Gustavo Flores-Macías is an associate professor of government at Cornell University.
After two decades of relative democratic stability, the recent upheaval in a few countries seems to herald a return of military control under tutelary democracy: a system in which civilian authorities run the daily affairs of the government but the military has ultimate veto power and makes the country’s important decisions. Tutelary democracies maintain the trappings of democracy — competitive elections and a free press — but the real power lies in the military apparatus, which reserves the right to intervene whenever its leaders deem the country to be going in the wrong direction.
Tutelary democracies were common in Latin America until recently. In Chile, for example, Gen. Augusto Pinochet remained the commander in chief of the armed forces and repeatedly warned the civilian president in public not to provoke the military, even after he had formally stepped down from the presidency after losing in a referendum in 1988. In Brazil, the military intelligence agencies continued to spy on citizens well after the country’s democratic transition in 1985.
Since the 1990s, however, the region has made important strides in reining in the power of the armed forces and bringing them under civilian control. Not only did civilian governments chip away at the military’s prerogatives, including reserved positions in the president’s cabinet and in the legislature, but they also created reporting structures within the ministries of defense that expanded civilian oversight and created some distance from the president, especially with the appointment of civilian ministers.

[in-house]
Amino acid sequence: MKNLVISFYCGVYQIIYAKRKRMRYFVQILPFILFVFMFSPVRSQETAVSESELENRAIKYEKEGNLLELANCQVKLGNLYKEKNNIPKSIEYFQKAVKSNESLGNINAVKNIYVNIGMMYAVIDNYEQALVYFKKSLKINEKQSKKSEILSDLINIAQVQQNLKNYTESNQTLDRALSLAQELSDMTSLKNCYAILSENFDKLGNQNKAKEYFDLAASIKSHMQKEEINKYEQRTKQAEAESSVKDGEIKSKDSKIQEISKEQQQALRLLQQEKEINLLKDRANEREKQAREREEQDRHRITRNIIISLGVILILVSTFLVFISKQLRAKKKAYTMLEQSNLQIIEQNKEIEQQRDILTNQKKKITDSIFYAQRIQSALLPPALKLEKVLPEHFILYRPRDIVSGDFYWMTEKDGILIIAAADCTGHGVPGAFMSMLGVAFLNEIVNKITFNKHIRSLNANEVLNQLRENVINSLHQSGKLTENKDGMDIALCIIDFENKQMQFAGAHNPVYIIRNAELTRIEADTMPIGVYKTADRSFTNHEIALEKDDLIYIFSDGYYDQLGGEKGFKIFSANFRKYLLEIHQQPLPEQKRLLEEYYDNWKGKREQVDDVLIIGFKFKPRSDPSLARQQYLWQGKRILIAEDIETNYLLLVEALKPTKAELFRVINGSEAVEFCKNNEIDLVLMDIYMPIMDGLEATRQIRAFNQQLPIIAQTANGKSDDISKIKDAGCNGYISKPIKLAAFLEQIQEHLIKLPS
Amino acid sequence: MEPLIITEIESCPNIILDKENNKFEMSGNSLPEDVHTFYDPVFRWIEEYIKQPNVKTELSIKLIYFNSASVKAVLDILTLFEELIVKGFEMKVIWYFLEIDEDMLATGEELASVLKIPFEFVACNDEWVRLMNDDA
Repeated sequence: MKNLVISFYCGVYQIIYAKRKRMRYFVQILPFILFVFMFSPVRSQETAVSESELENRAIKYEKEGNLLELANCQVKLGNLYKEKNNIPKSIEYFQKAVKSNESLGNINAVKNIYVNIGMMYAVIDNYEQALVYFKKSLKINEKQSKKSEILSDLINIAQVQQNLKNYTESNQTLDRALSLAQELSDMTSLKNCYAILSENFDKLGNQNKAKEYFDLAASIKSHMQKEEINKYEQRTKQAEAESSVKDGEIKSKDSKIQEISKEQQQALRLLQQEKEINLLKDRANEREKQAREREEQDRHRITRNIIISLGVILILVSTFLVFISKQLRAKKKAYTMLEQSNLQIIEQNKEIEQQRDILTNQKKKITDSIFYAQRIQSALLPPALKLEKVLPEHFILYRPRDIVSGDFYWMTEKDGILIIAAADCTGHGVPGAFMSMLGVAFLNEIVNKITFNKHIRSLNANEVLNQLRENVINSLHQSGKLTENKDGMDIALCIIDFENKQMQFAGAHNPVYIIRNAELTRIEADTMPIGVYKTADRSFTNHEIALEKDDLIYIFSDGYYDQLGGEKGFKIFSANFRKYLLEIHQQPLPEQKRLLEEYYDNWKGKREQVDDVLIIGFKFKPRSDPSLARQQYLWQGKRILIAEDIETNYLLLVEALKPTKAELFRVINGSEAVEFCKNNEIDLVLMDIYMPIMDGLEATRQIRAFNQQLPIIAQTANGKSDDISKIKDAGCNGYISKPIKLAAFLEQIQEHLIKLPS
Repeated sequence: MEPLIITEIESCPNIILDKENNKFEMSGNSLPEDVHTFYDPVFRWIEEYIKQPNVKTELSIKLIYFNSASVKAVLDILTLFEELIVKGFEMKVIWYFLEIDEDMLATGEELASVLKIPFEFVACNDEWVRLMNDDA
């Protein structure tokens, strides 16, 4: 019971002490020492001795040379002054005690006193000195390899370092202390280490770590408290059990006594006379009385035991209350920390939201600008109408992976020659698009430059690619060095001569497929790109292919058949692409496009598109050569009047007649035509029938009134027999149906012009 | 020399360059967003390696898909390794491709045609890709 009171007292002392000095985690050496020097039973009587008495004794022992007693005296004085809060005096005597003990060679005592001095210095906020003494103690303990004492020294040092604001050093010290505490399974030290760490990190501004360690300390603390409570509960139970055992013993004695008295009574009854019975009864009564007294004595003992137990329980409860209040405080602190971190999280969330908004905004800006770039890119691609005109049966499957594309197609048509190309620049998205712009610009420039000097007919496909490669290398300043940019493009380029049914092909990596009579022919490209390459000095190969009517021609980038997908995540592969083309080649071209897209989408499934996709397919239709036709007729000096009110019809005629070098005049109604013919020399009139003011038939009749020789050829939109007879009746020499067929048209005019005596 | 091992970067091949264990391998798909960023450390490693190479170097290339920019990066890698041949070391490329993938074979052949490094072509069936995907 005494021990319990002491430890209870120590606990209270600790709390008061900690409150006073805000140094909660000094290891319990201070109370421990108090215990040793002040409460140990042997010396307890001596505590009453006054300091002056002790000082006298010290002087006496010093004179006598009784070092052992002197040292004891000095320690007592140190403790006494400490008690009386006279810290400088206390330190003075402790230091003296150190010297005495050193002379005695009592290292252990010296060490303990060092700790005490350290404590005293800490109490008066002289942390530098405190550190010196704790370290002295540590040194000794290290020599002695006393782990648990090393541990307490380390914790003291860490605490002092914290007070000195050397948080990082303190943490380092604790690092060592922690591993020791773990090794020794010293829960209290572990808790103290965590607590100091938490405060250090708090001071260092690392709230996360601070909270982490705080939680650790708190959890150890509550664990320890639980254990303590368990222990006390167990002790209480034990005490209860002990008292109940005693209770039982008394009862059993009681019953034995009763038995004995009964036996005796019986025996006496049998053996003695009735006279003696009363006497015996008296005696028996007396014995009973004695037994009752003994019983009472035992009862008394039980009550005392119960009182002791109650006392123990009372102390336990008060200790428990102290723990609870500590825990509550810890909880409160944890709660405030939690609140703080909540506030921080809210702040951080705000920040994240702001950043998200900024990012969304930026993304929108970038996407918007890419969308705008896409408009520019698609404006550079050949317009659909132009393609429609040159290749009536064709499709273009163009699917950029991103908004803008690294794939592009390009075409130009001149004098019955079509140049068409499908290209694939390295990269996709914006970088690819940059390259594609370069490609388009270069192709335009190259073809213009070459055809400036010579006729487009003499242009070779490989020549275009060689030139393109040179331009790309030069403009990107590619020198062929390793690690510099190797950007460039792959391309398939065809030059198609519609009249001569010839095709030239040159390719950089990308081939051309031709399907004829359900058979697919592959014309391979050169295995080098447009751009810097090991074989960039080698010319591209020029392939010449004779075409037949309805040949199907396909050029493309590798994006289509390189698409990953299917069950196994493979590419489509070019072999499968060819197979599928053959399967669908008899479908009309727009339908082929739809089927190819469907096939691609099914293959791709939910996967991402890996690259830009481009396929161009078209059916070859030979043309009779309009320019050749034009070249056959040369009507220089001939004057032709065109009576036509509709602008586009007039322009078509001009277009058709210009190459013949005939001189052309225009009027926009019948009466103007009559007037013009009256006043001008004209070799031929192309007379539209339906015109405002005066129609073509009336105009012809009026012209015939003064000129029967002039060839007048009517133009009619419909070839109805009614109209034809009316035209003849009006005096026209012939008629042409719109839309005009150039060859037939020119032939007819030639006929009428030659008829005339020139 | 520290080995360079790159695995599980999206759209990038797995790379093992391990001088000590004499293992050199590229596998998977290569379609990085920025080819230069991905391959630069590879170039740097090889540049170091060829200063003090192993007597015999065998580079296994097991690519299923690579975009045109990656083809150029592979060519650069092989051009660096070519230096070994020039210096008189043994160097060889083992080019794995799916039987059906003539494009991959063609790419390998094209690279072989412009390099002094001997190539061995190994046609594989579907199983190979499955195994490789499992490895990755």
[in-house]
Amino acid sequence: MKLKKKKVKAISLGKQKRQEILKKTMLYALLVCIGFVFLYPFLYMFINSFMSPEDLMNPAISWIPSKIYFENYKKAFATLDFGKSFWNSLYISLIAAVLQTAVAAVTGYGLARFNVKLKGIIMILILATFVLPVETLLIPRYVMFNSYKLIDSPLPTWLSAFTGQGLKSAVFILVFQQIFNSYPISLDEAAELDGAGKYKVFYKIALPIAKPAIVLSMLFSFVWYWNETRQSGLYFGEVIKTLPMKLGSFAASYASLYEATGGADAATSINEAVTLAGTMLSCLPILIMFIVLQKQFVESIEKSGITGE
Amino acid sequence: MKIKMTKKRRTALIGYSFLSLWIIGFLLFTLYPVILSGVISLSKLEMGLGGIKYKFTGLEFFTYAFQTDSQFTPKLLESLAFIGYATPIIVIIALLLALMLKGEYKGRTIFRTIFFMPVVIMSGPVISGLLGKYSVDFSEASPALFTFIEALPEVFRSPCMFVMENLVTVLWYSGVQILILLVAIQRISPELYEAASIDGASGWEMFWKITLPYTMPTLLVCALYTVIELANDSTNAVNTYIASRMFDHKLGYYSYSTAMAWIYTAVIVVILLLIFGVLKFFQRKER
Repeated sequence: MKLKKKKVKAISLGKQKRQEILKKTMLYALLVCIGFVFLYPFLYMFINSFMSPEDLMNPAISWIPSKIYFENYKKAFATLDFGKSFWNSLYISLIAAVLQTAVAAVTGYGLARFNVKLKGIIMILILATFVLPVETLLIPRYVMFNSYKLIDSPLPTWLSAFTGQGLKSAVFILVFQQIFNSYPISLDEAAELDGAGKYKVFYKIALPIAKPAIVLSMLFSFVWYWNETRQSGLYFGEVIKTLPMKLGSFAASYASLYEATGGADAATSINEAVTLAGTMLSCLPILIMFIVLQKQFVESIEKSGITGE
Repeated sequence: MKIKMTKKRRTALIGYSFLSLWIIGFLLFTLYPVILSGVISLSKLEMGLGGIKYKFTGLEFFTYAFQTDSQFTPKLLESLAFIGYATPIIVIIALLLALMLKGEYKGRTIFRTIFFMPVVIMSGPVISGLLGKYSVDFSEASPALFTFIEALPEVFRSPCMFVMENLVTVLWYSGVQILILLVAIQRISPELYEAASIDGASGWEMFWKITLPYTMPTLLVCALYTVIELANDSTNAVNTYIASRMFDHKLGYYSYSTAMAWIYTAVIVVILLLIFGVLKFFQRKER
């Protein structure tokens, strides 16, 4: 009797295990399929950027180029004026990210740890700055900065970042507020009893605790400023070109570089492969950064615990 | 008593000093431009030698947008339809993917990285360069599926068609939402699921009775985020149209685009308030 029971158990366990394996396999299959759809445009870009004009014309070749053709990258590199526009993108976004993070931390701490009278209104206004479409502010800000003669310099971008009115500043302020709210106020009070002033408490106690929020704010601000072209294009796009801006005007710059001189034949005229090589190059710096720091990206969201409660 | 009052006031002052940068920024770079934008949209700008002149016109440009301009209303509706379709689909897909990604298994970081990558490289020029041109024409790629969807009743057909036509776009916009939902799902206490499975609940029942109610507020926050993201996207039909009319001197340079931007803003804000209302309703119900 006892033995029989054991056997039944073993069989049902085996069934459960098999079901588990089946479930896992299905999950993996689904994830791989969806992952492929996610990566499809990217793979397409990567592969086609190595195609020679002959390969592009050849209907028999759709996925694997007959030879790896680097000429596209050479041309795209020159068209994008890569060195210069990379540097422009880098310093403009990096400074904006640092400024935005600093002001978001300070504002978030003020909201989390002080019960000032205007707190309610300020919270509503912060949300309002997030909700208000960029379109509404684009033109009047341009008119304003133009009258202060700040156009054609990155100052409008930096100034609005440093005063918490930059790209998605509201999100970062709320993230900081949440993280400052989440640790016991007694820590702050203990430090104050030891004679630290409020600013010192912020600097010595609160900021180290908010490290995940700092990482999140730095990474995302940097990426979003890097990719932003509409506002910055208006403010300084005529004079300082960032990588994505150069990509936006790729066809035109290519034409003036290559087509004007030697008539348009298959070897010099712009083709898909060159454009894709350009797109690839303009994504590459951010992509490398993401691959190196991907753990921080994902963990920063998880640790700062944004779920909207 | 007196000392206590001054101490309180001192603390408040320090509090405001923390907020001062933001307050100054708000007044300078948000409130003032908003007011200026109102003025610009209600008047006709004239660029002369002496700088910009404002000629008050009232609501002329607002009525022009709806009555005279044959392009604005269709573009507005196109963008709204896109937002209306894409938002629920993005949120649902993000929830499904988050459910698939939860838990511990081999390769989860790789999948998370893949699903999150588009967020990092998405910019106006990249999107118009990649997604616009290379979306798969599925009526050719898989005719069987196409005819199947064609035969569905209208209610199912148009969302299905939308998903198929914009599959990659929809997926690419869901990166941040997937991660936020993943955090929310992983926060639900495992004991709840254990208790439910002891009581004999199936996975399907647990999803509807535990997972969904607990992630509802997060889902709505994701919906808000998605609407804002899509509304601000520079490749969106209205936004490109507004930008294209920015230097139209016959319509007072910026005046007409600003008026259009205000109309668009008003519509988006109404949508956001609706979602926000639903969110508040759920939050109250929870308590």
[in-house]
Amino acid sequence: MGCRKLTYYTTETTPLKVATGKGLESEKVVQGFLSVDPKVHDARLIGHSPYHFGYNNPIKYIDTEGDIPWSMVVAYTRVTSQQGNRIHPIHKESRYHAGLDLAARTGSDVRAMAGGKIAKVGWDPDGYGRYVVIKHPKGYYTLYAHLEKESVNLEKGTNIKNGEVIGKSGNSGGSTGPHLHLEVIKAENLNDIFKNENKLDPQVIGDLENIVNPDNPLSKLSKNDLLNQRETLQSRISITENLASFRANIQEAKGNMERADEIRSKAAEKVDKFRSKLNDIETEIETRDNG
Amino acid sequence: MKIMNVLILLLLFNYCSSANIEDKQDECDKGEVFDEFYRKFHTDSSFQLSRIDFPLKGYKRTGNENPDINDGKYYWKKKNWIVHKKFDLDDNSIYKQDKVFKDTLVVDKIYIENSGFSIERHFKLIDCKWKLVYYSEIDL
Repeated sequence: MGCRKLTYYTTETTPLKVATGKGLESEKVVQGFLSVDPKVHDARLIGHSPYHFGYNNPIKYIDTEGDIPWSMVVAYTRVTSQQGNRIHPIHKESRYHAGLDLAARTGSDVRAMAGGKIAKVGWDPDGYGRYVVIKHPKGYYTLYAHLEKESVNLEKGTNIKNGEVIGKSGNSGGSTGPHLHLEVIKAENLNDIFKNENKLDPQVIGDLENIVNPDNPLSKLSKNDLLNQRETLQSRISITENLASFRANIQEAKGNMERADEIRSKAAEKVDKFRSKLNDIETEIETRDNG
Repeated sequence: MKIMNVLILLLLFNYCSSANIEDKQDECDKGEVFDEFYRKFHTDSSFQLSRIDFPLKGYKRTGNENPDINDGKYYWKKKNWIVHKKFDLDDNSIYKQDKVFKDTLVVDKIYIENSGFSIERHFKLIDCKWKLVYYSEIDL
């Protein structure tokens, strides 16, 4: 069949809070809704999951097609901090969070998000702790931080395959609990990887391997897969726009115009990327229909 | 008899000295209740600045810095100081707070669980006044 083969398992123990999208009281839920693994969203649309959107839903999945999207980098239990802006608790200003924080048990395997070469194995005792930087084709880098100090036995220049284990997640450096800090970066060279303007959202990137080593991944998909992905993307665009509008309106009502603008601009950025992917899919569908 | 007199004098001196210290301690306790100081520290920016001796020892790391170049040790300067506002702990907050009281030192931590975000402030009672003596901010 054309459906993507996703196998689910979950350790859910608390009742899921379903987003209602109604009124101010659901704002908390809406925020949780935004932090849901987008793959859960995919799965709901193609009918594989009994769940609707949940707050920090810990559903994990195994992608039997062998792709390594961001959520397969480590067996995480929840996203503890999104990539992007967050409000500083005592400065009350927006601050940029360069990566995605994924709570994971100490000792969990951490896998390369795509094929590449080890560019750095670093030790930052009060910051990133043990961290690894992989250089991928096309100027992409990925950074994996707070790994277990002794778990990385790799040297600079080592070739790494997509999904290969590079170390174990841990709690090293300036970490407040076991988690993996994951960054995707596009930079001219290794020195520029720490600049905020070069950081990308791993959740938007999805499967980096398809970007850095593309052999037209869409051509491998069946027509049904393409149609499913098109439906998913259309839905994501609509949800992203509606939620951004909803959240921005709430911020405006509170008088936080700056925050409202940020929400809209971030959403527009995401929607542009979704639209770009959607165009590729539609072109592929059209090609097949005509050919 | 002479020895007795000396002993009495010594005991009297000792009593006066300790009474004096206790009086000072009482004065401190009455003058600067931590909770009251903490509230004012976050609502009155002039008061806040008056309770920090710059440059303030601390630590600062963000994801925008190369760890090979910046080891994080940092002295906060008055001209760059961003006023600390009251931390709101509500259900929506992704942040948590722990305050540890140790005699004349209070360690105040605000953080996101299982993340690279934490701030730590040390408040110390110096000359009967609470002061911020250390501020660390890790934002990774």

This healthy arms-length relationship is being reversed. The return of Latin America’s generals has followed four main avenues. First, in the most extreme path, militaries have propped up authoritarian regimes. In Venezuela, the military’s support is the main reason Nicolás Maduro remains in power. In spite of the international community’s rejection of Maduro’s government, the Venezuelan military — with some 2,000 admirals and generals — has stood by Maduro’s regime because of a deeply politicized leadership with a prominent role in lucrative economic and drug-trafficking activities.
A second avenue is for the armed forces to repress protesters. In Chile, President Sebastián Piñera responded to mass demonstrations against his government by deploying the military. While the protests that began in October were a reaction to a hike in public transportation fares, Piñera’s government responded by stating that the country was “at war.”
Third, militaries are becoming kingmakers by deciding when popular protests reach a point that makes the incumbent government unsustainable. In Bolivia, the head of the armed forces “suggested” that Morales step down in the face of major post-election protests. After this, Morales resigned and fled the country, leaving behind a constitutional crisis. (The leader of the Venezuelan opposition, Juan Guaidó, has claimed to be the legitimate leader of Venezuela as president of the democratically elected National Assembly and has himself called on the military to end Maduro’s “usurpation” of power, thus reinforcing their role as kingmakers.)